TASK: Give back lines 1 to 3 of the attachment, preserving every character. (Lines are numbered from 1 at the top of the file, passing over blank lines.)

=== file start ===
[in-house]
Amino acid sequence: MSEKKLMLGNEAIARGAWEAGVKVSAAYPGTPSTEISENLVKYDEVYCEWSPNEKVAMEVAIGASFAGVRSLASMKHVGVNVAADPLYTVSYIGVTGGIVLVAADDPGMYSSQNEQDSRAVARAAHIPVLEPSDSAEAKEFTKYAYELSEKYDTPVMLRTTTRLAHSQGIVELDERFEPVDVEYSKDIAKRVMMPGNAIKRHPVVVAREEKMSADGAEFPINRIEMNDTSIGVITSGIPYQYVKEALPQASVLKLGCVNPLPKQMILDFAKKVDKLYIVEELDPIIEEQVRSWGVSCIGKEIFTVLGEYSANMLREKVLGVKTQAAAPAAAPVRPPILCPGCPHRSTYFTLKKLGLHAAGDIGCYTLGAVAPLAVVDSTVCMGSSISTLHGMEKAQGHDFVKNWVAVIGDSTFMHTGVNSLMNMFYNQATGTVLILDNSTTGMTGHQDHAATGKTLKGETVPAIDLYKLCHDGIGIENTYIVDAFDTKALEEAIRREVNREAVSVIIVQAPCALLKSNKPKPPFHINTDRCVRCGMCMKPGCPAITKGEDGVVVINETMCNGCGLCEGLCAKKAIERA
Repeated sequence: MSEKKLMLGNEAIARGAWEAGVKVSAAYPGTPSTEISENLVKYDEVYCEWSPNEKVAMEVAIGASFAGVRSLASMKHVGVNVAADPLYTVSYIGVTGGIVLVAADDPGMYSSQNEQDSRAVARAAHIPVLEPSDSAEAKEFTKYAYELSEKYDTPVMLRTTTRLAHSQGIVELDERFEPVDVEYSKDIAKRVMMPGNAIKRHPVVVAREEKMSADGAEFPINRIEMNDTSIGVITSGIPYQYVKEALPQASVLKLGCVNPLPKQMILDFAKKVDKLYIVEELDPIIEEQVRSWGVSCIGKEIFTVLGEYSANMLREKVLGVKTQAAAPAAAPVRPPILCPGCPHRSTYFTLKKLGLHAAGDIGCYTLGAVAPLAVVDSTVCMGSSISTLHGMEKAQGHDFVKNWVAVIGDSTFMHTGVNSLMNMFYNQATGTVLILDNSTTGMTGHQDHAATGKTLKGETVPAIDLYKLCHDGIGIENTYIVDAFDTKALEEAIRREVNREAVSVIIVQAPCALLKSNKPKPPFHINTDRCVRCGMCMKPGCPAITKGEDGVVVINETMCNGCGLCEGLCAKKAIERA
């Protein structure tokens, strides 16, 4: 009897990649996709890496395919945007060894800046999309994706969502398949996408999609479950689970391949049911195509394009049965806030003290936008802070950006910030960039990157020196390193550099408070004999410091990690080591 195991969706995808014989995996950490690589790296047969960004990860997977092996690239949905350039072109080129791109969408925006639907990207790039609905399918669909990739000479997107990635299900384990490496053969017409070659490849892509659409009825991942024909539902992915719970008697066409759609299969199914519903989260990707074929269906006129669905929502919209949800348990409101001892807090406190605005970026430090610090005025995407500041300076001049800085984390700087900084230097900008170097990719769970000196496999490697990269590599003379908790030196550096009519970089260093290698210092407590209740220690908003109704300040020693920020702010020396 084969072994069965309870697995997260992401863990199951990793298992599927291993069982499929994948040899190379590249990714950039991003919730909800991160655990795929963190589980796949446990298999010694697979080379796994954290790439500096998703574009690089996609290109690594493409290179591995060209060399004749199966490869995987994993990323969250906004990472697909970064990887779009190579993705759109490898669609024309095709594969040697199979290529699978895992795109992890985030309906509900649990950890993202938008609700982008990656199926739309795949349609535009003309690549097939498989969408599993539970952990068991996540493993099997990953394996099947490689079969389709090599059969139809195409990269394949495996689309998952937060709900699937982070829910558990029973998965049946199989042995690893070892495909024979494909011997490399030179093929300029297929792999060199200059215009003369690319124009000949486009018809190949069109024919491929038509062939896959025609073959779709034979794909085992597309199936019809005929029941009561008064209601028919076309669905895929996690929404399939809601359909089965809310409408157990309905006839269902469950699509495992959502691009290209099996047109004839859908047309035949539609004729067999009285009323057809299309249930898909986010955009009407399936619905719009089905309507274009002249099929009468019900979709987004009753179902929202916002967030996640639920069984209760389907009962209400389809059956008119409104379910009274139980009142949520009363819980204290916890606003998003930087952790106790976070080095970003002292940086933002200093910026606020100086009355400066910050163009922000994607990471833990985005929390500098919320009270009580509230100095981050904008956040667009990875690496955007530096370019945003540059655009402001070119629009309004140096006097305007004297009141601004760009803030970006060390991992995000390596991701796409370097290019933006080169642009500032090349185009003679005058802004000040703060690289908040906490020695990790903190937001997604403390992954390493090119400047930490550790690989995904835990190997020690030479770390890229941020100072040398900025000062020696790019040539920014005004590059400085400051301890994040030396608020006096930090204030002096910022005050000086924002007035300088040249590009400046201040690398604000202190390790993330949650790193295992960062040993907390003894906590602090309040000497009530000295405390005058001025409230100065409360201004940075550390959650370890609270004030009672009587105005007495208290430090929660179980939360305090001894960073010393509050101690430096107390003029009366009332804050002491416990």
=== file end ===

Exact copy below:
[in-house]
Amino acid sequence: MSEKKLMLGNEAIARGAWEAGVKVSAAYPGTPSTEISENLVKYDEVYCEWSPNEKVAMEVAIGASFAGVRSLASMKHVGVNVAADPLYTVSYIGVTGGIVLVAADDPGMYSSQNEQDSRAVARAAHIPVLEPSDSAEAKEFTKYAYELSEKYDTPVMLRTTTRLAHSQGIVELDERFEPVDVEYSKDIAKRVMMPGNAIKRHPVVVAREEKMSADGAEFPINRIEMNDTSIGVITSGIPYQYVKEALPQASVLKLGCVNPLPKQMILDFAKKVDKLYIVEELDPIIEEQVRSWGVSCIGKEIFTVLGEYSANMLREKVLGVKTQAAAPAAAPVRPPILCPGCPHRSTYFTLKKLGLHAAGDIGCYTLGAVAPLAVVDSTVCMGSSISTLHGMEKAQGHDFVKNWVAVIGDSTFMHTGVNSLMNMFYNQATGTVLILDNSTTGMTGHQDHAATGKTLKGETVPAIDLYKLCHDGIGIENTYIVDAFDTKALEEAIRREVNREAVSVIIVQAPCALLKSNKPKPPFHINTDRCVRCGMCMKPGCPAITKGEDGVVVINETMCNGCGLCEGLCAKKAIERA
Repeated sequence: MSEKKLMLGNEAIARGAWEAGVKVSAAYPGTPSTEISENLVKYDEVYCEWSPNEKVAMEVAIGASFAGVRSLASMKHVGVNVAADPLYTVSYIGVTGGIVLVAADDPGMYSSQNEQDSRAVARAAHIPVLEPSDSAEAKEFTKYAYELSEKYDTPVMLRTTTRLAHSQGIVELDERFEPVDVEYSKDIAKRVMMPGNAIKRHPVVVAREEKMSADGAEFPINRIEMNDTSIGVITSGIPYQYVKEALPQASVLKLGCVNPLPKQMILDFAKKVDKLYIVEELDPIIEEQVRSWGVSCIGKEIFTVLGEYSANMLREKVLGVKTQAAAPAAAPVRPPILCPGCPHRSTYFTLKKLGLHAAGDIGCYTLGAVAPLAVVDSTVCMGSSISTLHGMEKAQGHDFVKNWVAVIGDSTFMHTGVNSLMNMFYNQATGTVLILDNSTTGMTGHQDHAATGKTLKGETVPAIDLYKLCHDGIGIENTYIVDAFDTKALEEAIRREVNREAVSVIIVQAPCALLKSNKPKPPFHINTDRCVRCGMCMKPGCPAITKGEDGVVVINETMCNGCGLCEGLCAKKAIERA